At 10:30 I left the SFWA meeting to make it to my poetry panel. I pulled out my little Helpful Map where my route had been marked out by a Worldcon volunteer. This meant going down carpet (check!) going up an elevator (check!) following my little map and going forward (check!) finding myself at another convention....

Uncheck.

After a short discussion with the People Magazine convention we agreed that I could cut through their convention IF I was escorted. I put my hands up and didn't look at anything (then) and made it to the other side. I decided to visit a bathroom, which went as those things do until I came out and someone accidentally spilled hot coffee over my right hand. Ouch. I headed over more carpet and looked at my watch and my little map and decided to ask for the most efficient route. Luckily at this point Juan Sanmiguel spotted me and took me to the panel, arriving at 10:59. Yes, it had taken me nearly a half hour to get from the SFWA meeting to the panel.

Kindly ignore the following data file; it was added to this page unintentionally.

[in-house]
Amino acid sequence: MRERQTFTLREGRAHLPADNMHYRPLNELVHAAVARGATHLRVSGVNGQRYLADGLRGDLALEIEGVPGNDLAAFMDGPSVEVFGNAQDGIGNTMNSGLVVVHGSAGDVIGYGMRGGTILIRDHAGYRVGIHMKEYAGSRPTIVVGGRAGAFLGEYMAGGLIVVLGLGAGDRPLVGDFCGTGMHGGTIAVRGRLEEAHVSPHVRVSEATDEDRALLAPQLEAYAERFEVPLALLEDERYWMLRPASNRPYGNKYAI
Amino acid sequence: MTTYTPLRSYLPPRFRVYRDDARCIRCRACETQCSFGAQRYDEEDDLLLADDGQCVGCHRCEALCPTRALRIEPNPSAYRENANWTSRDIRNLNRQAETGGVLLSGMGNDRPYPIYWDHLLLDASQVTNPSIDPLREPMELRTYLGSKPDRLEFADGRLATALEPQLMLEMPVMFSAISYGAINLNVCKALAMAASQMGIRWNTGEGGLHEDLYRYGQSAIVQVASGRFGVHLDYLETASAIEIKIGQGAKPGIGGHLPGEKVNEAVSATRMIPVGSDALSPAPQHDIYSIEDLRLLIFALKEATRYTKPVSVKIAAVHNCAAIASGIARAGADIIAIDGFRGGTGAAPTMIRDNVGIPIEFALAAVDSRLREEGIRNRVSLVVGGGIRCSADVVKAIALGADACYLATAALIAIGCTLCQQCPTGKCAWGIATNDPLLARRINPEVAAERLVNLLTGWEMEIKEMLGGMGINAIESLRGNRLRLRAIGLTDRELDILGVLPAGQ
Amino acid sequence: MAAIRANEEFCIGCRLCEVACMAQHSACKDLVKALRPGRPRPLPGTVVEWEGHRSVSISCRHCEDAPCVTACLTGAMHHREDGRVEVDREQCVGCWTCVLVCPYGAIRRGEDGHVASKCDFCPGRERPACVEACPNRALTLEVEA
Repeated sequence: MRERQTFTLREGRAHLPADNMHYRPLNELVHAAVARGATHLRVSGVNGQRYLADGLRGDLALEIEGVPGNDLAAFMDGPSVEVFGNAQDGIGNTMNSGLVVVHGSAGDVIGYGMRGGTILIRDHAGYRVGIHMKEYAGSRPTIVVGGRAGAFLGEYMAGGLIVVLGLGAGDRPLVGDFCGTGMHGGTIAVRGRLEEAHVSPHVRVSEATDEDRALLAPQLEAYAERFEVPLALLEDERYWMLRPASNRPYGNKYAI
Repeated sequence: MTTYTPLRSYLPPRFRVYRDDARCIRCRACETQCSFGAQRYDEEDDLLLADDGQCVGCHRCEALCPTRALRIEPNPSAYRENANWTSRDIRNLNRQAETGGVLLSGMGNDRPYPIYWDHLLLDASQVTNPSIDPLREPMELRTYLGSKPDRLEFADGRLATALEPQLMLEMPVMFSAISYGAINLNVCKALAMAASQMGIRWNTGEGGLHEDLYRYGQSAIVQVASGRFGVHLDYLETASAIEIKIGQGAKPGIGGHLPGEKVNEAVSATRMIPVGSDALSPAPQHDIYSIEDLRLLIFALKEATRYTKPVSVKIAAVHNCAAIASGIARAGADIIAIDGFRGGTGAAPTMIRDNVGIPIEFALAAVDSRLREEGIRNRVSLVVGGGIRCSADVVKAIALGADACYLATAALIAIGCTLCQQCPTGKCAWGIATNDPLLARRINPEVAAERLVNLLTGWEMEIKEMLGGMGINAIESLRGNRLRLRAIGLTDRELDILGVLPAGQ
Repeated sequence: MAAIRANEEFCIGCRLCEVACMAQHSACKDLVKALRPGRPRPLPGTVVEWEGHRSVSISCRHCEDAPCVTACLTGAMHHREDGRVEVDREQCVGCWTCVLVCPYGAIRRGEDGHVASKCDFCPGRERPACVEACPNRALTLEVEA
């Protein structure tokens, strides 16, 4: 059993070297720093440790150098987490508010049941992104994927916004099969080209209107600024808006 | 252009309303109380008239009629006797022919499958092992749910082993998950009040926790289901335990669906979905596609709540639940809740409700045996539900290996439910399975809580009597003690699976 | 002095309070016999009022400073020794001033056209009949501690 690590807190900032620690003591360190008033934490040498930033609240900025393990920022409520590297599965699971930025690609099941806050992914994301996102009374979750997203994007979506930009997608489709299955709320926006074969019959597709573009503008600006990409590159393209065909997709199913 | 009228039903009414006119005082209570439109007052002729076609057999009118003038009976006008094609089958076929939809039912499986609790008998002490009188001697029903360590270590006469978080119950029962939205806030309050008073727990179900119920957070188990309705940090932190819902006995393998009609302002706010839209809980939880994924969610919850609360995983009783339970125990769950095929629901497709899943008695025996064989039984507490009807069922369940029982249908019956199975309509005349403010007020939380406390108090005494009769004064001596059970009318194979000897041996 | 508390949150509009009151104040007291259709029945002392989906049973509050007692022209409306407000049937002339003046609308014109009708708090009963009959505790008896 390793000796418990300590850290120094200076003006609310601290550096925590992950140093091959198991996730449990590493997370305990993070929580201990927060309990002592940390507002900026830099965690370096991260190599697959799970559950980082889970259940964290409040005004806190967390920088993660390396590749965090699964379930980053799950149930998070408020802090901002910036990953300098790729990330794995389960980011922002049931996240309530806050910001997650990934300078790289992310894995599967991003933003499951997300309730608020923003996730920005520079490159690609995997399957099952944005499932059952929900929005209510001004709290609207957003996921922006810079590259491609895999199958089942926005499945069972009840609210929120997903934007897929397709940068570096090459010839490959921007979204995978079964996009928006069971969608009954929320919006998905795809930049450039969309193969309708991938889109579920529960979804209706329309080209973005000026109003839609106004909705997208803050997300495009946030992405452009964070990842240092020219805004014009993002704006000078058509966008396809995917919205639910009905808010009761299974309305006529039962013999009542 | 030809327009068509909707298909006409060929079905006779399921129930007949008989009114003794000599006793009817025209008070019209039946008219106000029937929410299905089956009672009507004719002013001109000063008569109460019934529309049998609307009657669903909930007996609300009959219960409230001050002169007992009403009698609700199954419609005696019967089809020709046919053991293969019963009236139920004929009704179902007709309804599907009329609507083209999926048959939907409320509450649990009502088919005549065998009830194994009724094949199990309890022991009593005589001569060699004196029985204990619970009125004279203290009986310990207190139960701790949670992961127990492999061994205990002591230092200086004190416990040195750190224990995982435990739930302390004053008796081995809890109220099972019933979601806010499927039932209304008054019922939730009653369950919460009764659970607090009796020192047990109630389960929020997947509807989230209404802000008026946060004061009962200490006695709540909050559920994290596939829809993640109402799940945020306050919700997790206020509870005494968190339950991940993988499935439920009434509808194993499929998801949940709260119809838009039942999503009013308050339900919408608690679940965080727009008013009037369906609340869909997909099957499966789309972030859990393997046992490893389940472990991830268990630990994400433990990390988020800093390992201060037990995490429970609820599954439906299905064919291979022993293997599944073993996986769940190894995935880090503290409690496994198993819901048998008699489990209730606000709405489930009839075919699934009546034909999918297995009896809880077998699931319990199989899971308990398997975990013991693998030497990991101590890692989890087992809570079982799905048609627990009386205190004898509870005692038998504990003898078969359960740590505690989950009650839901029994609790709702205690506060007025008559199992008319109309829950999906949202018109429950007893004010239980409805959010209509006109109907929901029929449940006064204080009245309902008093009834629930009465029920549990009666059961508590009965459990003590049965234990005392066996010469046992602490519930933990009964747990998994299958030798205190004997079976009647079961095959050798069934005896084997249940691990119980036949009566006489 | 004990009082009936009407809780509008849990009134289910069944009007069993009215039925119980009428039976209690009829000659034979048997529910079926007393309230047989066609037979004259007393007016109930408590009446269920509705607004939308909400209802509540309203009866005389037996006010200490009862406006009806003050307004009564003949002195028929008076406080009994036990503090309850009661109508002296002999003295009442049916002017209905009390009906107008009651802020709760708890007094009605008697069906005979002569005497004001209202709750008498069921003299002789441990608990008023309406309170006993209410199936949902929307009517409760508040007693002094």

Where the three other panelists (L.E. Modesitt had joined at the last minute) were all up on a stage that did not have a ramp.

So they stayed on the stage and I stayed on the floor with a mike.

Otherwise I think that panel went well although I admit I was kinda sad when Locus came in to take a picture and missed me because they didn't realize I was part of the panel (it was when the others were talking). Oh well. Otherwise, it was a great discussion.